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Average Pitch (?)

>From:    Paul von Hippel -- Ohio State <pvh@CCRMA.STANFORD.EDU>

asked about

>Subject: average pitch used in music


>A couple of years ago, someone reported an attempt to measure the
>distribution of pitch heights used in Western music, and wanted
>to know what else had been done in this area.

>I'd be interested to know what that inquiry turned up -- or what
>other list members know about the question. The studies I'm aware
>of are E.J. Miller's thesis on the Masses of Palestrina, and an
>unpublished study by Huron & Parncutt, using a greater variety of
>music. Both studies report a mean pitch slightly above middle C.

Sorry, I'm not sure what you're looking for ... the average, the
distribution or the mean. The word 'pitch' is for me also not clear. Did
the Palestrina Mass study deal with the notation or the frequencies?
(fundamental or spectral).

For the other question, is the study about 'composition', or usage?, for
while it is interesting to note (sic) that there are more notes in a
Palestrina Mass, I would think that The Star Spangled Banner would have
had a few more performances than (say) Missa L'Homme arme and Missa Papae
Marcelli combined.

Palestrina (most likely sung with trained voices) has (according to
Jeppesen) a range of an octave and a major sixth per voice, with the notes
common to all four voices being middle C and D. Instrumental music changes
this, shifting things progressively higher over the centuries. (17th
century violins seldom went above 5th position, limiting the top note to
about F above double high C. This is [just about] the highest note in the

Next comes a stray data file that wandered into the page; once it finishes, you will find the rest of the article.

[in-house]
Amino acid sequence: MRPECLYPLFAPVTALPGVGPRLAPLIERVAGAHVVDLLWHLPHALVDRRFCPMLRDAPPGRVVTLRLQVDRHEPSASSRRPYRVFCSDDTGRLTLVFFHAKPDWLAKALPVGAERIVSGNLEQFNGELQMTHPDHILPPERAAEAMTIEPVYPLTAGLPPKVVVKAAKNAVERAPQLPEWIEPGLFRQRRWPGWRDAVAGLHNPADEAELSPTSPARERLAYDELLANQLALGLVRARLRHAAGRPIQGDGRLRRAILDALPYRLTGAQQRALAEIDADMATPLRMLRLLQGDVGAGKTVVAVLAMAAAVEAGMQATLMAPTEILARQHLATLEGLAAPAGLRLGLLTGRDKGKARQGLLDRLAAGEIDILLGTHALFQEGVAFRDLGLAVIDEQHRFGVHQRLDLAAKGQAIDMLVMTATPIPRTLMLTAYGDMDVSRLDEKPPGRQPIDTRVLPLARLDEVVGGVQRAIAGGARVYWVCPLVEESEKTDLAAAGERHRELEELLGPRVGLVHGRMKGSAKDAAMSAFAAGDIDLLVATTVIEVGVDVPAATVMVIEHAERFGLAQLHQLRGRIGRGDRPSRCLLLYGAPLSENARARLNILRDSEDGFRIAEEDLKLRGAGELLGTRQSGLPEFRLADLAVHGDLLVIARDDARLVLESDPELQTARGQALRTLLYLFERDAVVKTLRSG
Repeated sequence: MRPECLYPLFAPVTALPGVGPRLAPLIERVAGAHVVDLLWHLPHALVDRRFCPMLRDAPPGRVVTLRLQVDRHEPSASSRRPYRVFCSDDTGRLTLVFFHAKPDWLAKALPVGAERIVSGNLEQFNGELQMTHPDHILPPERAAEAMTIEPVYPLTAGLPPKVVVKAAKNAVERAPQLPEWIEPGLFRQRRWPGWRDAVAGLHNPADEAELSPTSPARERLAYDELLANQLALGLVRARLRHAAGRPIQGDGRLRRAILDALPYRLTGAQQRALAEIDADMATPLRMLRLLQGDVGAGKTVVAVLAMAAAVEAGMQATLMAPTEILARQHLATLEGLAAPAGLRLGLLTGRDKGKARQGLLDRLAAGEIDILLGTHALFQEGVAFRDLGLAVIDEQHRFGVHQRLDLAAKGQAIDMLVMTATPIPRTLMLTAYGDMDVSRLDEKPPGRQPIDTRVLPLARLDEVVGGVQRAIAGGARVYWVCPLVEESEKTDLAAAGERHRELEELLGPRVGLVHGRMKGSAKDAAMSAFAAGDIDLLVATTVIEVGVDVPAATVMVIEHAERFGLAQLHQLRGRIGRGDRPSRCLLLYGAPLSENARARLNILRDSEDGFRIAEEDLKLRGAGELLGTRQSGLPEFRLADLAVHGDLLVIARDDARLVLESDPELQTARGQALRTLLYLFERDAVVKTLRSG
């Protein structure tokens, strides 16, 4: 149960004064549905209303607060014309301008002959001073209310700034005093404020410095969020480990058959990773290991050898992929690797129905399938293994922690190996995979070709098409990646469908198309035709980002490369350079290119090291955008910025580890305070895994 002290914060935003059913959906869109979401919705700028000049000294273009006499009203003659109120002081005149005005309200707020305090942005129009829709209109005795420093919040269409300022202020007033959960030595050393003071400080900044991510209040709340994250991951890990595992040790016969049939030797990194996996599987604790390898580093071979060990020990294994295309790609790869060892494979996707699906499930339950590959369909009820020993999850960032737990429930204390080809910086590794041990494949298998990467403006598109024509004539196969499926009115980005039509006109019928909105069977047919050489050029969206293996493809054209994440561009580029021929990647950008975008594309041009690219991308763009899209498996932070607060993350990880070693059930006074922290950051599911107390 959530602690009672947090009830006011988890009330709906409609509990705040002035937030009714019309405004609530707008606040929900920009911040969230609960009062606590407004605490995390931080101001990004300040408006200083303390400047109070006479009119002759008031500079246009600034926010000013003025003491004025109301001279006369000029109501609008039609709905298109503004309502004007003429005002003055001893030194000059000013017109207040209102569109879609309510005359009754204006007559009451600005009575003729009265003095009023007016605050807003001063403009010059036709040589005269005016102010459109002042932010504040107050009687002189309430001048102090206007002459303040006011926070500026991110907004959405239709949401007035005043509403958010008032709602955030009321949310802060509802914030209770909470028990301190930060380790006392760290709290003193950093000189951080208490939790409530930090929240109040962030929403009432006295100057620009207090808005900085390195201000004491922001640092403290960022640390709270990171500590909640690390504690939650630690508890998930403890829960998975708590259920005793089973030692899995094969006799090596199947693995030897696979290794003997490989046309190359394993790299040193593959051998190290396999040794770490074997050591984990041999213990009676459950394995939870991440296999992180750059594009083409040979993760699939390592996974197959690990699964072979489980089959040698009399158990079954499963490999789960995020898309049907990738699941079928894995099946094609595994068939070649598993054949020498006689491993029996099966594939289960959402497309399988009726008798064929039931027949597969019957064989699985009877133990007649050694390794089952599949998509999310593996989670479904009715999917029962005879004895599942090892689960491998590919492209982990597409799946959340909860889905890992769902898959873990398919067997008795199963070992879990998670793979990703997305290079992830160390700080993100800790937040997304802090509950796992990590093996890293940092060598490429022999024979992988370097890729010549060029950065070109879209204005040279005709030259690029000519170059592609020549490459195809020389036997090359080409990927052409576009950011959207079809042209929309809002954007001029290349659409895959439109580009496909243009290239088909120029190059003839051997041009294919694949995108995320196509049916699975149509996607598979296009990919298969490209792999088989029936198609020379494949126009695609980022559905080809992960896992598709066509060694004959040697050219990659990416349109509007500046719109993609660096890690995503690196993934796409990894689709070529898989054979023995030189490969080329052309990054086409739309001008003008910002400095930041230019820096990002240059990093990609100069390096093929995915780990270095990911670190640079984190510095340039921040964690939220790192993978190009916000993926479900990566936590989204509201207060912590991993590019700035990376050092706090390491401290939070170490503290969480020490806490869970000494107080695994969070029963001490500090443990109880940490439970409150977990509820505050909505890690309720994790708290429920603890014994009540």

In Eine Kleine Nacht Musik, Mozart wrote (variously) a whole note for the
viola, and eight eight-notes (repeated) for the same instrument. Do the
studies measure the duration of the notes, or the frequency of attack?
This would shift the 'average pitch' up in the late-nineteenth century
with Strauss (R) writing pages of sixty-fourth note tremolandos in 17th
position on the violin (sic).

The introduction of a tambourine and piccolo (Salome's Dance) shifts the
'avaerage base [bass]' frequency. In Ravel's Bolero, would one measure the
notated pitches or the 'created fundamentals'. (In the passages of
parallel dominant seventh and ninth chords, segregating the clarinet
playing the melody at the 3rd (or sixth) partial (perfect 12th) is
possible, and even following most of the piccolo at the 5 (or 10th?)
partial (double octave and major third) can be done with a good recording,
but whether this level is segregation and streaming is possible for the
avaerage listener is another matter -- but would shift the 'average', and
possibly the 'mean' pitch.

This does not enter the world of electroacoustics / sound art. In the
80s, in much disco, the 'bass drum' disappeared and was replaced by the
(term) 'kick drum', as the beat was emphasized by a "click-complex" that
while having a fair amount of low-frequency energy, segregated and
streamed itself by having more energy in freqeuncies over 2kHz.
Frequently (from my listening) its average and mean frequencies would not
be the same.



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